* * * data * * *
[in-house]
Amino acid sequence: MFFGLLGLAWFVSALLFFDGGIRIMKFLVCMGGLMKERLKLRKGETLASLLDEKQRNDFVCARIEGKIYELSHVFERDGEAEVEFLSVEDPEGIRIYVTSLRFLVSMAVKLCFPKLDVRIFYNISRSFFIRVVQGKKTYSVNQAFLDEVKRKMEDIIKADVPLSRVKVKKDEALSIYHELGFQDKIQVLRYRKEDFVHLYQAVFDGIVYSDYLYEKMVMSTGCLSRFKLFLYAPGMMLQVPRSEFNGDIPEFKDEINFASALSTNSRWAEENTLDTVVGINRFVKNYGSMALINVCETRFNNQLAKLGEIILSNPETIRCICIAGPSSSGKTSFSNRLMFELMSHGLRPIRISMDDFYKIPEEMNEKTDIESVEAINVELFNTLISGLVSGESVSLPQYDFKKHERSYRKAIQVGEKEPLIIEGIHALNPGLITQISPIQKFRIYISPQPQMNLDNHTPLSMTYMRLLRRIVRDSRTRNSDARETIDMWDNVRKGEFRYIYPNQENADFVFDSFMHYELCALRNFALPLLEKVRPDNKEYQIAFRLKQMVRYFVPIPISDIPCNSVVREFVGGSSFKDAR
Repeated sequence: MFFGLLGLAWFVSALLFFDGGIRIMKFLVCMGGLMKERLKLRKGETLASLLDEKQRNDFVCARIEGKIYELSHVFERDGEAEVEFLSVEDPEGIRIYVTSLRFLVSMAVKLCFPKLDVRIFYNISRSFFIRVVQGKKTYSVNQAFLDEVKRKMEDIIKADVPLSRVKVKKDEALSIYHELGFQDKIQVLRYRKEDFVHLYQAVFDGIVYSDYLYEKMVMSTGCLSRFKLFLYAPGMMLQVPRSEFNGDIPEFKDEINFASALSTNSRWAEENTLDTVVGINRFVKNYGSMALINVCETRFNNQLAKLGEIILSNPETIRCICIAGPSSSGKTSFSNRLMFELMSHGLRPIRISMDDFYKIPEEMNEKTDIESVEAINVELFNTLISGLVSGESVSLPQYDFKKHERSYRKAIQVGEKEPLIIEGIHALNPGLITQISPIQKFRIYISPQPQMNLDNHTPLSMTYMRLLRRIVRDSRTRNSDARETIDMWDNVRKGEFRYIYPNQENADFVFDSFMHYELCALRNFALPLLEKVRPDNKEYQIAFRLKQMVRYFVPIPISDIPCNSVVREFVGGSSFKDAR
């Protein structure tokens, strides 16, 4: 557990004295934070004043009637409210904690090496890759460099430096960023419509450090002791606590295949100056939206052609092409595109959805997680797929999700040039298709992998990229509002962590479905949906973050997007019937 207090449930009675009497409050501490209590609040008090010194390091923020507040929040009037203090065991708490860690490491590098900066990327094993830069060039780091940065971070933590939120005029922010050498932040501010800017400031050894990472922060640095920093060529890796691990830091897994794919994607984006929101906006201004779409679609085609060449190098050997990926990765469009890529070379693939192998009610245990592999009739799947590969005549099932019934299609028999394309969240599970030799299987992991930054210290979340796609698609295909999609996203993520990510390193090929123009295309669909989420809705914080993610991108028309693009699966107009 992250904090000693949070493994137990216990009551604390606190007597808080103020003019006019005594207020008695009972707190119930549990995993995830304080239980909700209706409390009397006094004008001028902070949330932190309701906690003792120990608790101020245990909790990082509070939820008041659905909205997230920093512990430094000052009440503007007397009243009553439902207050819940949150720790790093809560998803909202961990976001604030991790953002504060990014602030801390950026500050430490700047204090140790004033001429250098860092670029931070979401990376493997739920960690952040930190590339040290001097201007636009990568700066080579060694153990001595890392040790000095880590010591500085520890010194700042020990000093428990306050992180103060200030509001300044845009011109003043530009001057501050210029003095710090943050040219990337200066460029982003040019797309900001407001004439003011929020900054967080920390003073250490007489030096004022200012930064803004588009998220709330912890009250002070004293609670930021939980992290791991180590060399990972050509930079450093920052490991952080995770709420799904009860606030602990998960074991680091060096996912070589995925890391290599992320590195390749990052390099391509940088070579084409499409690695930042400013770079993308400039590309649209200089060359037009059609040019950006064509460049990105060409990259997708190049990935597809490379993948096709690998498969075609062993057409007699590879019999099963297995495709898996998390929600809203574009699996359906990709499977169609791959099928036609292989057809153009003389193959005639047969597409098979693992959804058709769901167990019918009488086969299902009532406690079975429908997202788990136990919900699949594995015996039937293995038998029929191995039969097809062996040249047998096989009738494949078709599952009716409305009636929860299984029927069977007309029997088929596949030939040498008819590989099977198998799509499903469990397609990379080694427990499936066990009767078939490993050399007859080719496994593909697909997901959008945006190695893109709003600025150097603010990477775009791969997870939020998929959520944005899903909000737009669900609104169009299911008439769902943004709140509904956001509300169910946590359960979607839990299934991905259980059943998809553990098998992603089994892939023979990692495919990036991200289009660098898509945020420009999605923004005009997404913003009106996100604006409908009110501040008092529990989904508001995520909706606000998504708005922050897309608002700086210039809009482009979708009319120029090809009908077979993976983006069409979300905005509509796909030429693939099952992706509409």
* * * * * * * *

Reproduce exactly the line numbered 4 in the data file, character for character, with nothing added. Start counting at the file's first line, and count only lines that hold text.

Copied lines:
């Protein structure tokens, strides 16, 4: 557990004295934070004043009637409210904690090496890759460099430096960023419509450090002791606590295949100056939206052609092409595109959805997680797929999700040039298709992998990229509002962590479905949906973050997007019937 207090449930009675009497409050501490209590609040008090010194390091923020507040929040009037203090065991708490860690490491590098900066990327094993830069060039780091940065971070933590939120005029922010050498932040501010800017400031050894990472922060640095920093060529890796691990830091897994794919994607984006929101906006201004779409679609085609060449190098050997990926990765469009890529070379693939192998009610245990592999009739799947590969005549099932019934299609028999394309969240599970030799299987992991930054210290979340796609698609295909999609996203993520990510390193090929123009295309669909989420809705914080993610991108028309693009699966107009 992250904090000693949070493994137990216990009551604390606190007597808080103020003019006019005594207020008695009972707190119930549990995993995830304080239980909700209706409390009397006094004008001028902070949330932190309701906690003792120990608790101020245990909790990082509070939820008041659905909205997230920093512990430094000052009440503007007397009243009553439902207050819940949150720790790093809560998803909202961990976001604030991790953002504060990014602030801390950026500050430490700047204090140790004033001429250098860092670029931070979401990376493997739920960690952040930190590339040290001097201007636009990568700066080579060694153990001595890392040790000095880590010591500085520890010194700042020990000093428990306050992180103060200030509001300044845009011109003043530009001057501050210029003095710090943050040219990337200066460029982003040019797309900001407001004439003011929020900054967080920390003073250490007489030096004022200012930064803004588009998220709330912890009250002070004293609670930021939980992290791991180590060399990972050509930079450093920052490991952080995770709420799904009860606030602990998960074991680091060096996912070589995925890391290599992320590195390749990052390099391509940088070579084409499409690695930042400013770079993308400039590309649209200089060359037009059609040019950006064509460049990105060409990259997708190049990935597809490379993948096709690998498969075609062993057409007699590879019999099963297995495709898996998390929600809203574009699996359906990709499977169609791959099928036609292989057809153009003389193959005639047969597409098979693992959804058709769901167990019918009488086969299902009532406690079975429908997202788990136990919900699949594995015996039937293995038998029929191995039969097809062996040249047998096989009738494949078709599952009716409305009636929860299984029927069977007309029997088929596949030939040498008819590989099977198998799509499903469990397609990379080694427990499936066990009767078939490993050399007859080719496994593909697909997901959008945006190695893109709003600025150097603010990477775009791969997870939020998929959520944005899903909000737009669900609104169009299911008439769902943004709140509904956001509300169910946590359960979607839990299934991905259980059943998809553990098998992603089994892939023979990692495919990036991200289009660098898509945020420009999605923004005009997404913003009106996100604006409908009110501040008092529990989904508001995520909706606000998504708005922050897309608002700086210039809009482009979708009319120029090809009908077979993976983006069409979300905005509509796909030429693939099952992706509409």